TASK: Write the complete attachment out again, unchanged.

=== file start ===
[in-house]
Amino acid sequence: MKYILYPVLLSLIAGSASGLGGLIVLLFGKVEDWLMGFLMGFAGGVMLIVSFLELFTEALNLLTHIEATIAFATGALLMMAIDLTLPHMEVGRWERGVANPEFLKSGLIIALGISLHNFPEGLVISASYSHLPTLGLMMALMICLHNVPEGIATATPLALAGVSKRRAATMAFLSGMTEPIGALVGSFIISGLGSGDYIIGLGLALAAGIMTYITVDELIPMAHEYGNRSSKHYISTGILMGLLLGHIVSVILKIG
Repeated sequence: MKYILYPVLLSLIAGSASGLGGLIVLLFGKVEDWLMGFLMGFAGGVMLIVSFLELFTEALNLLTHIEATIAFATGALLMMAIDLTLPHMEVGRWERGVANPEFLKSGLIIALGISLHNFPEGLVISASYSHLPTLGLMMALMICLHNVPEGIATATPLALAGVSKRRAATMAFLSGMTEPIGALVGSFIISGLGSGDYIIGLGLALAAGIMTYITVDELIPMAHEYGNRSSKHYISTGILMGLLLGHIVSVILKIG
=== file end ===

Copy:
[in-house]
Amino acid sequence: MKYILYPVLLSLIAGSASGLGGLIVLLFGKVEDWLMGFLMGFAGGVMLIVSFLELFTEALNLLTHIEATIAFATGALLMMAIDLTLPHMEVGRWERGVANPEFLKSGLIIALGISLHNFPEGLVISASYSHLPTLGLMMALMICLHNVPEGIATATPLALAGVSKRRAATMAFLSGMTEPIGALVGSFIISGLGSGDYIIGLGLALAAGIMTYITVDELIPMAHEYGNRSSKHYISTGILMGLLLGHIVSVILKIG
Repeated sequence: MKYILYPVLLSLIAGSASGLGGLIVLLFGKVEDWLMGFLMGFAGGVMLIVSFLELFTEALNLLTHIEATIAFATGALLMMAIDLTLPHMEVGRWERGVANPEFLKSGLIIALGISLHNFPEGLVISASYSHLPTLGLMMALMICLHNVPEGIATATPLALAGVSKRRAATMAFLSGMTEPIGALVGSFIISGLGSGDYIIGLGLALAAGIMTYITVDELIPMAHEYGNRSSKHYISTGILMGLLLGHIVSVILKIG